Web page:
Police warning following spate of machine thefts

FERMANAGH police have urged local owners of farming and plan machinery to be on their guard against theft, with a several large and expensive machines stolen in recent weeks.
Police are currently trying to establish if there is a link between the thefts of a digger and a loader from Irvinestown and Lisnaskea areas over the past two weeks.
Machines and farm equipment have also been stolen in the wider area over the past month, such as in Fintona and close to the Fermanagh border in Monaghan.
Referring to the Irvinestown and Lisnaskea thefts, a PSNI spokesman said “a link between these incidents is under investigation.” They added officers had stepped up patrols of commercial and rural sites in the area.
Inspector Neil Taylor noted there were also simple measures people could take to protect their yards.
“These machines are high value and are often essential to the day-to-day operating of a farm or business. So their loss is keenly felt, both in terms of financial loss to the business and inconvenience caused,” said Insp Taylor.
“We are working hard to keep our areas as safe as possible and a few measures could help make your site less attractive to criminals.
“Diggers and other plant machinery and quad bikes can all be a target for thieves. There are many anti-theft devices available such as alarms, immobilisers and tracking systems to help prevent and deter this type of theft.”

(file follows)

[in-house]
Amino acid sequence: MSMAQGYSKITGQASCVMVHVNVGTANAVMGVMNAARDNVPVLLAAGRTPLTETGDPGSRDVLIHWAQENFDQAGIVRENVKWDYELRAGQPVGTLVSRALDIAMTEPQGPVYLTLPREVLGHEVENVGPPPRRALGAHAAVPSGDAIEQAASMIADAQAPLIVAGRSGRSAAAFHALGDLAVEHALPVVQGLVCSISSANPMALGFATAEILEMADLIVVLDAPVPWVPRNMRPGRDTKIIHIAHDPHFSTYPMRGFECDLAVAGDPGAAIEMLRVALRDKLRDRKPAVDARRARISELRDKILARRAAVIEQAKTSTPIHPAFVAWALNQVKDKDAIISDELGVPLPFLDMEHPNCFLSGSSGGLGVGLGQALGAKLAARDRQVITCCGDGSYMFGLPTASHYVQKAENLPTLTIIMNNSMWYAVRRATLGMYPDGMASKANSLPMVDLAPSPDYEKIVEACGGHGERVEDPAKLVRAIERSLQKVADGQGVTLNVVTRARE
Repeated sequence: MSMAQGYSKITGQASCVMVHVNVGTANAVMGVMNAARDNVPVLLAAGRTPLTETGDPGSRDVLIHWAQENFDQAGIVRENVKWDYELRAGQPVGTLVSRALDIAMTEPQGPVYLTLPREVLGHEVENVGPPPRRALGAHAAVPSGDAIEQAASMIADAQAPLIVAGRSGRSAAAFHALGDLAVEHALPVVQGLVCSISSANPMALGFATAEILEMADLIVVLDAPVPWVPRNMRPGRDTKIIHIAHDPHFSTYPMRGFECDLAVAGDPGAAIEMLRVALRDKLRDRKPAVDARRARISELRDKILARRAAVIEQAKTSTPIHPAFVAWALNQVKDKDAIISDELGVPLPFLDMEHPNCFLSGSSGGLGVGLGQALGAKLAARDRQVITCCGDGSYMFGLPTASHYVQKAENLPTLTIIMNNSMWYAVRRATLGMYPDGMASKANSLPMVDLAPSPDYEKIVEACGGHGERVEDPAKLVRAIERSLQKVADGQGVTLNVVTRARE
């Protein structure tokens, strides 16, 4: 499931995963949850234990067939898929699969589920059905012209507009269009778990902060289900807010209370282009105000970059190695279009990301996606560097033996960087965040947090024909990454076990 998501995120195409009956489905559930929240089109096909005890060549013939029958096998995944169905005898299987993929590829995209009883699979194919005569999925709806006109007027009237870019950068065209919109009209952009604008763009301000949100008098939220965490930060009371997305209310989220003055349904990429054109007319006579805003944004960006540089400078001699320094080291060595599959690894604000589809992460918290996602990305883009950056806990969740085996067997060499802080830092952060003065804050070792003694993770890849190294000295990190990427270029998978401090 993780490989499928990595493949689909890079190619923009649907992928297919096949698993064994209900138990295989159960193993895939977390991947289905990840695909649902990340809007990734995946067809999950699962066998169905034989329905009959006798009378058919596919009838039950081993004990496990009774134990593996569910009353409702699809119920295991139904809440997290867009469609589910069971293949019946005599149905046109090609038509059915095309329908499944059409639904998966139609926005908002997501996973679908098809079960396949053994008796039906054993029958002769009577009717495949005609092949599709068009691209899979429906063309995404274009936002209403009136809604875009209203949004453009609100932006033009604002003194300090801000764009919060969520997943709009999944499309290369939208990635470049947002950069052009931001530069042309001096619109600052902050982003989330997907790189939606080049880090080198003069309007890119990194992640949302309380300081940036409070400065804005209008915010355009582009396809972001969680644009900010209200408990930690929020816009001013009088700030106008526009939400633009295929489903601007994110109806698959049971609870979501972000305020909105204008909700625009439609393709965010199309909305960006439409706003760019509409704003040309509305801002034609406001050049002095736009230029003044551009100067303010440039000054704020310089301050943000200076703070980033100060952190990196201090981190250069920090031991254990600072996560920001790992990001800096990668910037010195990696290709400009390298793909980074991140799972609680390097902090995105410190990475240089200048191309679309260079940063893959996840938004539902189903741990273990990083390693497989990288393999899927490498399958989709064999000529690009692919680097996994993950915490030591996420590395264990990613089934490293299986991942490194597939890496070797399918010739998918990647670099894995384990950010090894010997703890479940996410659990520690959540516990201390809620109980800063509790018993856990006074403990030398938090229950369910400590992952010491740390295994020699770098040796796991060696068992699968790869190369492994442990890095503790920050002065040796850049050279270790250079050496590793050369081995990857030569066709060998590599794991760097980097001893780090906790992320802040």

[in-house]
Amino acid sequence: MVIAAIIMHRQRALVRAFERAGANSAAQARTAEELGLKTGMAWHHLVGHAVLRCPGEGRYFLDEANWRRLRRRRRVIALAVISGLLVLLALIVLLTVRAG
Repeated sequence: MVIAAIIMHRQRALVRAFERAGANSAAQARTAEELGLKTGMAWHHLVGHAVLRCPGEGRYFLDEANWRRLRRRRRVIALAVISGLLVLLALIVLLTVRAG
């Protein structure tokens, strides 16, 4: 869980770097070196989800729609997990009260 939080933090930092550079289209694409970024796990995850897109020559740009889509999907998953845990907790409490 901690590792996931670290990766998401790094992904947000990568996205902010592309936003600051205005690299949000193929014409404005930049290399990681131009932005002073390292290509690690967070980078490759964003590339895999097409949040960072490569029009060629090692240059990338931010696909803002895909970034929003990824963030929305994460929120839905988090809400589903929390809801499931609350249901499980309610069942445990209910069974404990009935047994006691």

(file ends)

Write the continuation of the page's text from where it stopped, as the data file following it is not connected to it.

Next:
Insp Taylor recommended storing equipment, machinery and vehicles in a secure alarmed building.
“Ideally secure this equipment with heavy duty chains and padlocks to other equipment or fixed points when they are not in use,” he said.
“Consider the use of a ‘secured by design standard’, an anti-theft keyed locking device.
“It should go without saying but all vehicles should be locked when not in use and remove keys/battery or distributer cap from vehicles when not in use.”
Insp Taylor also suggested putting lockable fuel caps on machinery and marking equipment, vehicle and machinery with at least two identification marks, such as stamping on or engraving your postcode.
Other options to protect property include making sure your property boundary is in good conditions with no holes or gaps, locking gates, putting up guard dog, alarm or CCTV signs, using security lights and sensors, and considering installing CCTV.
Insp Taylor also recommended using the Cesar/Datatag electronic marking scheme for your high value equipment.
“It uses state-of-the-art identification technologies to permanently mark and protect your property,” he said.
“This is Police Service-approved scheme and for more information see”
Insp Taylor added, “We would encourage those in our rural community to join Farm Watch schemes encourage everyone to be vigilant and to report anything suspicious to us on 101. Together we can work to keep the burglar at bay this winter.”

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